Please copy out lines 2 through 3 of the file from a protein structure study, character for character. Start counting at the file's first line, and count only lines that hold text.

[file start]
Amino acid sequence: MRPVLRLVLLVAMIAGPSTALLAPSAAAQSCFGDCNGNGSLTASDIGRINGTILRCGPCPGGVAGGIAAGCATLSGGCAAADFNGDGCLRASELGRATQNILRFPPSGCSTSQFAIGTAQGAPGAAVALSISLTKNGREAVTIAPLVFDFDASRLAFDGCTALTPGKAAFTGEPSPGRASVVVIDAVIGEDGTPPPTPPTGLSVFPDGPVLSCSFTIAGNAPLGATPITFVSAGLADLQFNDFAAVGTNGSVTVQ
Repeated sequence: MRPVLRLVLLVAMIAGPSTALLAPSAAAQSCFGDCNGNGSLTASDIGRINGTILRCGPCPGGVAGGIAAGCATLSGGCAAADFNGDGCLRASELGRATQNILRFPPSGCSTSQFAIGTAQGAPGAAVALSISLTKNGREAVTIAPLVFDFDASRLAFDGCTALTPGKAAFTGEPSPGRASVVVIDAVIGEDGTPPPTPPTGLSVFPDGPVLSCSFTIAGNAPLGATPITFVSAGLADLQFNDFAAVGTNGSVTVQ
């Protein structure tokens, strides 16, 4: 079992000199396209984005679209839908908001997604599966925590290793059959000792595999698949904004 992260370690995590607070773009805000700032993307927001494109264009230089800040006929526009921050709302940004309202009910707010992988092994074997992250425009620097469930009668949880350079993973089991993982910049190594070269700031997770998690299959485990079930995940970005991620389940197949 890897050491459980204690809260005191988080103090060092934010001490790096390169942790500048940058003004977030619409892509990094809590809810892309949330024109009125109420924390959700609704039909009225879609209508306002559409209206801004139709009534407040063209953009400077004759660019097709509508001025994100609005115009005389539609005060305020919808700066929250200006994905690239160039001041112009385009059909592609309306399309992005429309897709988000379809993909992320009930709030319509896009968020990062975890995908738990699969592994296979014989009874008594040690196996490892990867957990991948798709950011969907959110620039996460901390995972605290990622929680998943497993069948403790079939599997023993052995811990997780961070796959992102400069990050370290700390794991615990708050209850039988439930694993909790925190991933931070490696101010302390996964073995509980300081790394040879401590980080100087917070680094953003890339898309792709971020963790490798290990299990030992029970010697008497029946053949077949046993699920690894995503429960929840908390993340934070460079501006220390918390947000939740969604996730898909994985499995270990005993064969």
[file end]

Repeated sequence: MRPVLRLVLLVAMIAGPSTALLAPSAAAQSCFGDCNGNGSLTASDIGRINGTILRCGPCPGGVAGGIAAGCATLSGGCAAADFNGDGCLRASELGRATQNILRFPPSGCSTSQFAIGTAQGAPGAAVALSISLTKNGREAVTIAPLVFDFDASRLAFDGCTALTPGKAAFTGEPSPGRASVVVIDAVIGEDGTPPPTPPTGLSVFPDGPVLSCSFTIAGNAPLGATPITFVSAGLADLQFNDFAAVGTNGSVTVQ
């Protein structure tokens, strides 16, 4: 079992000199396209984005679209839908908001997604599966925590290793059959000792595999698949904004 992260370690995590607070773009805000700032993307927001494109264009230089800040006929526009921050709302940004309202009910707010992988092994074997992250425009620097469930009668949880350079993973089991993982910049190594070269700031997770998690299959485990079930995940970005991620389940197949 890897050491459980204690809260005191988080103090060092934010001490790096390169942790500048940058003004977030619409892509990094809590809810892309949330024109009125109420924390959700609704039909009225879609209508306002559409209206801004139709009534407040063209953009400077004759660019097709509508001025994100609005115009005389539609005060305020919808700066929250200006994905690239160039001041112009385009059909592609309306399309992005429309897709988000379809993909992320009930709030319509896009968020990062975890995908738990699969592994296979014989009874008594040690196996490892990867957990991948798709950011969907959110620039996460901390995972605290990622929680998943497993069948403790079939599997023993052995811990997780961070796959992102400069990050370290700390794991615990708050209850039988439930694993909790925190991933931070490696101010302390996964073995509980300081790394040879401590980080100087917070680094953003890339898309792709971020963790490798290990299990030992029970010697008497029946053949077949046993699920690894995503429960929840908390993340934070460079501006220390918390947000939740969604996730898909994985499995270990005993064969």